The resort core will generate a future sewer need of 19,605 GPD. In addition, future employee housing will have a demand of 10,000 GPD. The proposed laundry and back of housing will generate approximately 20,000 GPD of additional sewer usage daily. Therefore, the future development needs from either the new WWTS and/or new TWSA plant (scheduled completion 2021) will be 74,469 GPD not including on-lot sewer systems. The new WWTS and disposal system will be permitted under NC G.S. 130A-336- .1(e) (6). The permit will be administered by NC Division of Public Health.

The proposed on-site WWTS has an associated treatment drip irrigation system. The location of the proposed drip irrigation sites include the primary system and designated repair area. Additional acreage was added to the system as a safety factor. This safety factor, which includes two and a half times (2.5x) the required space, or a total of eleven and one-quarter acres (11.25 ac) will comprise the system. The additional acreage will act as a site buffer and will provide protection for the entire system. Additionally, the areas reserved for subsurface disposal are distributed throughout sections of the development to allow optimum percolation and evapotranspiration of the treated wastewater effluent as well as to not hydraulically overload one section of the property. There are no direct stream or wetland impacts associated with the construction and operation of the on-site WWTS and drip irrigation areas.

Stream bank stabilization is proposed at golf holes 5, 8, and 18. The purpose stabilization activities is to stop existing erosion and prevent further sedimentation into Fowler Creek, UTs Fowler Creek, and Hampton Lake. Stream bank stabilization activities within the golf course boundary will total approximately 600 lf, with bank treatments occurring on the left and right banks of the channel.

The High Hampton Inn would be expanded to accommodate additional guests, and amenities associated with the resort would be renovated as well. Emphasis on preserving the historic integrity of the High Hampton Inn would also be prioritized, and any structural additions would be designed to appropriately match the site’s established aesthetic. Proposed inn expansion would increase potential available room occupancy from 115 rooms to 170 rooms on-site. Impacts to jurisdictional features would not occur from the expansion of the current inn.

The applicant also proposes the development of a laundry and maintenance facility associated with the inn and resort amenities. This area is referred to as the "back of house." Approximately 0.171 acre of permanent wetland impacts would be associated with back of house construction.

Additional roads, cart paths, and walking trails would be incorporated within the resort core’s current infrastructure. An event lawn, swimming pool, yoga pavilion, restaurant, and playground area would also be included within the redeveloped resort core area. Impacts to jurisdictional features would not occur from the inclusion of these amenities.

The current beach area would also be relocated to meet greater occupancy demand. The beach would be constructed/relocated along the western edge of Hampton Lake, with access to the resort core, and the beach would be expanded from 3,375 square feet, to approximately 6,750 square feet (approximately 270 linear feet in length and 25 linear feet wide into the lake). Sand would be added above the natural pool elevation and into the lake for about 25 feet resulting in 0.15 acres of permanent impacts to open waters. Native shrubs and mature trees would also be planted along the old beach area. The existing trail network along the eastern portion of the lake would be preserved as well.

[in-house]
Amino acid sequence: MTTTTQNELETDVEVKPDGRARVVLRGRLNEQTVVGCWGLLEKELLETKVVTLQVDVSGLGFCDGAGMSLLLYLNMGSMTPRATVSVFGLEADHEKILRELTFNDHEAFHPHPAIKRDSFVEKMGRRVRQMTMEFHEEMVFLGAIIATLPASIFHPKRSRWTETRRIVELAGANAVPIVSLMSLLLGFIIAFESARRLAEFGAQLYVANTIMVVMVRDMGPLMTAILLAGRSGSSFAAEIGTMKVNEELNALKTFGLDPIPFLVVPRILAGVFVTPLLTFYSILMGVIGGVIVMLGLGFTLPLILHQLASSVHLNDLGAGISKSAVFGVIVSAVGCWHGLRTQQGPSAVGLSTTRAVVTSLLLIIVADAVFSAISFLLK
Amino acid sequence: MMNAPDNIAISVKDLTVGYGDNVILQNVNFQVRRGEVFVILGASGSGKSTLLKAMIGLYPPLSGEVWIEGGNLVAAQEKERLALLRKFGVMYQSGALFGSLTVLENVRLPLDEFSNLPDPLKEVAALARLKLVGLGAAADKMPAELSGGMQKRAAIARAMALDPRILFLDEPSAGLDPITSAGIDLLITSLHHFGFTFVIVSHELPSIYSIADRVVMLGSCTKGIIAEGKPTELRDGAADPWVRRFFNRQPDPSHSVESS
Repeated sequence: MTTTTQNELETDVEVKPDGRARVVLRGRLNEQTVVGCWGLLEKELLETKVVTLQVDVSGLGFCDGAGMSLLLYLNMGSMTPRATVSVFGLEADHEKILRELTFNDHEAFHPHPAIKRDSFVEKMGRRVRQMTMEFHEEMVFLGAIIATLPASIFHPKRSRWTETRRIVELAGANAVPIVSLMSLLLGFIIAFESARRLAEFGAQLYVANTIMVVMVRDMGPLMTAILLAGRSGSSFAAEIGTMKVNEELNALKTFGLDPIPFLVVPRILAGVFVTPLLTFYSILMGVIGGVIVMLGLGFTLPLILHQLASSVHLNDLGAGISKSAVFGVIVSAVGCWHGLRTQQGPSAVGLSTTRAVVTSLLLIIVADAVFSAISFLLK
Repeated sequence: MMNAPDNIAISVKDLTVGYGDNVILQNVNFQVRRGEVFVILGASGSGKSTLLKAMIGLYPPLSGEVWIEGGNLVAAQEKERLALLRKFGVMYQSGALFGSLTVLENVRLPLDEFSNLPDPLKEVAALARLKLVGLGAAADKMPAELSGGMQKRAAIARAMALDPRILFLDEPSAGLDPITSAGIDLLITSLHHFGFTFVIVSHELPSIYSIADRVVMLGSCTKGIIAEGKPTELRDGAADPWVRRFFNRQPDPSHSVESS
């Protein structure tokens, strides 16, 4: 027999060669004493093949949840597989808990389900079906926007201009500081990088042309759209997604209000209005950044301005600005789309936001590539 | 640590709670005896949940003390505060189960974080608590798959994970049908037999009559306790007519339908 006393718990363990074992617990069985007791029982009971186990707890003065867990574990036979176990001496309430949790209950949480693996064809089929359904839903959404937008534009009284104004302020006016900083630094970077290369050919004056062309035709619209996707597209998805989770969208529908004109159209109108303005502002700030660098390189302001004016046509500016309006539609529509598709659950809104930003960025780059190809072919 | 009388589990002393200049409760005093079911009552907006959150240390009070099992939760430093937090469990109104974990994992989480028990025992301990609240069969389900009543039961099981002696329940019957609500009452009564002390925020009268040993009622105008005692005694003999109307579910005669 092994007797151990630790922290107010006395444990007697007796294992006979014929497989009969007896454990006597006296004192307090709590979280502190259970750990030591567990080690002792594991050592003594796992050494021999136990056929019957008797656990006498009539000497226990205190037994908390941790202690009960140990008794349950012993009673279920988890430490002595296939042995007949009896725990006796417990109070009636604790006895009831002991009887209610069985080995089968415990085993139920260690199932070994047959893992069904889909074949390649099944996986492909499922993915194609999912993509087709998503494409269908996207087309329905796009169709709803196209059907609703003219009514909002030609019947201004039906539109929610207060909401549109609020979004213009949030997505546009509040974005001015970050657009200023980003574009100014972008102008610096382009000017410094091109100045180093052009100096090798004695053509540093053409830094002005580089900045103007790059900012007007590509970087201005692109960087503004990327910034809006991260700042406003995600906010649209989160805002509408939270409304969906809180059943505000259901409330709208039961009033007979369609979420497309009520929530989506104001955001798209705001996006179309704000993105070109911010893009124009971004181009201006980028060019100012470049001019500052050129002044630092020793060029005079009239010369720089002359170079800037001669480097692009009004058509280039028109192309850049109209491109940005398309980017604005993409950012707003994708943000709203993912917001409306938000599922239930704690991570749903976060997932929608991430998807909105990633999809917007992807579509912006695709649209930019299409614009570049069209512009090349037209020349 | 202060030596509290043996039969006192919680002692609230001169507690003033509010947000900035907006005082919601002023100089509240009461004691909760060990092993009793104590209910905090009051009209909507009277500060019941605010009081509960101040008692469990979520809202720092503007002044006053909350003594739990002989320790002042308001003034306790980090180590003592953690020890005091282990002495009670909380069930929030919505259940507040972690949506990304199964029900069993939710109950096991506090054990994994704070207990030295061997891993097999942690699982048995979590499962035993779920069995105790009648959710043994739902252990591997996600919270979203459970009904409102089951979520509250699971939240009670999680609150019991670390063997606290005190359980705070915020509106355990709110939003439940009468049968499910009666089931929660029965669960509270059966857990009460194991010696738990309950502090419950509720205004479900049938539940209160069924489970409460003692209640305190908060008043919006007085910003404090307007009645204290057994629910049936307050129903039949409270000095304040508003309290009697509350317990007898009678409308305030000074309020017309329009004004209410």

The applicant proposes to rebuild and extend a dock currently located at Lake Highland. The proposed dock would be rebuilt in a manner that would not cause impacts to open water (driven or jetted piles). Floating boat storage would be constructed similarly and would increase boat stowing capacity from 885 square feet to 1,000 square feet within Hampton Lake.

Avoidance and Minimization 

The applicant provided the following information in support of efforts to avoid and/or minimize impacts to the aquatic environment. Pre-project site planning was conducted to delineate and field verify jurisdictional WoUS within the proposed project area. These features were used to select a viable alternative to avoid and minimize impacts to aquatic resources.

In preparing the master plan, the applicant considered a variety of constraints, including impacts to wetlands and other WoUS. The applicant has avoided and minimized impacts to wetlands to the greatest extent practicable and feasible while still accomplishing the overall project purpose. It has been determined that large mountain properties in Western North Carolina contain similar streams, springs, and seeps as those found on the project site.

During design of the proposed master plan, the applicant considered development alternatives, which included impacts to more streams than the proposed plan depicts. Prior to the submittal of this application, the applicant conducted meetings with regulatory agency personal including the USACE, DWR, and NC Wildlife Resources Commission (WRC). Many of these changes were in response to consultant and agency input. Specifically, other development plans required more impacts to streams and wetlands from golf course routing. Additional avoidance and minimization efforts were completed by avoiding road crossing impacts by utilizing six bridges. All streams associated with cart path crossings will be avoided through the utilization of bridges. In addition to the restoration and stream enhancement proposals, the proposed master plan will preserve streams at a preservation ratio of 7.5:1 and wetlands at a ratio of 30:1, thereby demonstrating that the applicant has designed the proposed project to avoid jurisdictional impacts to the greatest extent practicable. Because the site is covered in long linear stream segments, it would be impossible to avoid all streams while continuing to maintain a rational project design and the flexibility needed to construct a large-scale master planned golf course and residential community with a lengthy build out period.